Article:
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October 2017
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Monday, 23 October 2017

Speaking to the press after the first round of talks at the EU summit on Thursday (19 October), Commission President Jean-Claude Juncker warned that EU action was “reaching its limits” due to insufficient financing. “We are reaching our limits when it comes to this Emergency Trust Fund for Africa,” Juncker said. “We started by saying that we would take €1.8bn in our hands in order to be helpful to Africa, then we increased this to €2.5, then to €2.9, then to €3.1bn, money the Commission was providing by restructuring the existing budget. Member states have so far committed €175m, this is clearly not enough,” he stated.

Monday, 23 October 2017

Moving ahead with the EIP's rapid implementation, the first Strategic Board of the European Fund for Sustainable Development (EFSD) met in Brussels on 28 September, on the same day that the entry into force of the regulation establishing the European Fund for Sustainable Development. The European Fund for Sustainable Development (EFSD) is the heart piece of the EU's new External Investment Plan (EIP). Its role is to help boosting private and public investment in our partner countries to address some of the obstacles to growth and some root reasons for irregular migration.

The agents responsible for the management and implementation of European Development Fund (EDF) resources in Central Africa are meeting to discuss this subject in Douala. The overall objective of the meeting, which began in Douala on Wednesday 4 October 2017 and runs until Thursday, is to inform stakeholders on the important changes in relations with the European Union (EU). At the same time, this consultation, which brings together the heads of the support unit for EDF National and Regional Authorising Officers from CEMAC and ECCAS countries, aims to formulate actions to make the most of the partnership with the EU, and to find ways of substantially improving the absorption of available resources.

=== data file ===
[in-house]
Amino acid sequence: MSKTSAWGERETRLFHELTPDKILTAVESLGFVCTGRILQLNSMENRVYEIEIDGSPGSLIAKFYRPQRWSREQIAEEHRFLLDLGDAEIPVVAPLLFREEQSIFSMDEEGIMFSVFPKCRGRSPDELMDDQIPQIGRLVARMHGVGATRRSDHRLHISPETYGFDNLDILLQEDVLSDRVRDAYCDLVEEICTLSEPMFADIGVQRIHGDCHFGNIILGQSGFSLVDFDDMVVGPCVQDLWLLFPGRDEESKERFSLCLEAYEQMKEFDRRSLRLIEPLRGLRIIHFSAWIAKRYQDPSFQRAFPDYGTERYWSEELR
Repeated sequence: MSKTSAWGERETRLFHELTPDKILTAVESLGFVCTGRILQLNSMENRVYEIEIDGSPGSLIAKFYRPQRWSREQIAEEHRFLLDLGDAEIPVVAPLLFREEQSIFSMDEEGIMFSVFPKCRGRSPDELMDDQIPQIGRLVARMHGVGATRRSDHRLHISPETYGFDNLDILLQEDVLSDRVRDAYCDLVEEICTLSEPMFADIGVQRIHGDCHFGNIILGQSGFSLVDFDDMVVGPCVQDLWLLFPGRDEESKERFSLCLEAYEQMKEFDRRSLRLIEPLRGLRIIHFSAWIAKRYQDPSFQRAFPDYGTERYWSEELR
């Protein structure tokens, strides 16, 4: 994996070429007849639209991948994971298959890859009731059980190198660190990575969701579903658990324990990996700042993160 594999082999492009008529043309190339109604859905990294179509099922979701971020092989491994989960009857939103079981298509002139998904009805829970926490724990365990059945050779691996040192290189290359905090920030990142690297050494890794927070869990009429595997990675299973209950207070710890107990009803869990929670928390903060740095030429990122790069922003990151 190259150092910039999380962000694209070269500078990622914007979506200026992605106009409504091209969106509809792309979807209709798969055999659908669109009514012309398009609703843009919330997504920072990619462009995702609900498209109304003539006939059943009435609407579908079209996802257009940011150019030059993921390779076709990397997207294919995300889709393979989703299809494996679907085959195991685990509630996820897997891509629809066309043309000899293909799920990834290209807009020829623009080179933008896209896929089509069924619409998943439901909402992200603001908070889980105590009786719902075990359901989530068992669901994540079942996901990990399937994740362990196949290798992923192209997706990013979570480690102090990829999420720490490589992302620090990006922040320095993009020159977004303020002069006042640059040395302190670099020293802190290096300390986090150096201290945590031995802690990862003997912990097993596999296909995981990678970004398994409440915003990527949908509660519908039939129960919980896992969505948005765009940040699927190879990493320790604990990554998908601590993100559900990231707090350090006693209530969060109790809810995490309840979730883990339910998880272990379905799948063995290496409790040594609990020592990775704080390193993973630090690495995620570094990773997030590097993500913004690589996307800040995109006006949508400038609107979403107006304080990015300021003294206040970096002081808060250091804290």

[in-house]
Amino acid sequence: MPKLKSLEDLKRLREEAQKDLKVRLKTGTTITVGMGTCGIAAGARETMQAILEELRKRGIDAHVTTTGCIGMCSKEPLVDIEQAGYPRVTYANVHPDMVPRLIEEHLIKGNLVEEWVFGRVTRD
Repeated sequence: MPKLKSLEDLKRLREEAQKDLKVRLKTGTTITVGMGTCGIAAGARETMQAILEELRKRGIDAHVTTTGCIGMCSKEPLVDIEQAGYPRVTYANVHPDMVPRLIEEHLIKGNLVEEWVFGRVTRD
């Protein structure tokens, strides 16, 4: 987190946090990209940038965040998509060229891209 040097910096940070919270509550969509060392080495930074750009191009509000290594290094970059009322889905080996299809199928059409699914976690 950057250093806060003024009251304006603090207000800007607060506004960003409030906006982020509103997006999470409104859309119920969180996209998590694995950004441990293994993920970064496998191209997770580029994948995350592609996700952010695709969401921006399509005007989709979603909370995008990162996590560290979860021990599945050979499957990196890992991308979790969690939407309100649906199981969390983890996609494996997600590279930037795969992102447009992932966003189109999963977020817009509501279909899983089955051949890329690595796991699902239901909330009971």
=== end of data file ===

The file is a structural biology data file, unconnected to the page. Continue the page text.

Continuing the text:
Monday, 16 October 2017

The Department for International Development has defended its aid budget for Nigeria, which is facing an unprecedented humanitarian and security crisis caused by attacks led by the terrorist group Boko Haram. Boris Johnson, the foreign secretary, and Priti Patel, the development secretary, jointly announced £200m in aid over the next four years, during a visit to the country on Wednesday. The projected average annual funding of £50m in that time period falls short of the £100m pledged to Nigeria for 2017. But DfID played down the suggestion that the new pledge amounted to a halving of the annual budget, claiming the additional funding was part of a £300m five-year package.

Friday, 06 October 2017

In his first annual address to France’s ambassadors on Tuesday 29 August, Emmanuel Macron announced that France would commit official development assistance of 0.55% of gross national income by 2022. The AFD welcomed the announcement, however it is still below the UN’s targets. Oxfam also points out that this announcement contradicts the budget cuts announced in this sector in the short-term. ‘Africa is not only a continent of crises. It is a continent of the future. We cannot leave it alone,’ President Macron told ambassadors on Tuesday at the Elysée Palace. The French President does not intend to go back on French commitments in this area. France currently spends between 0.37% and 0.38% of its gross national income (GNI) on official development assistance.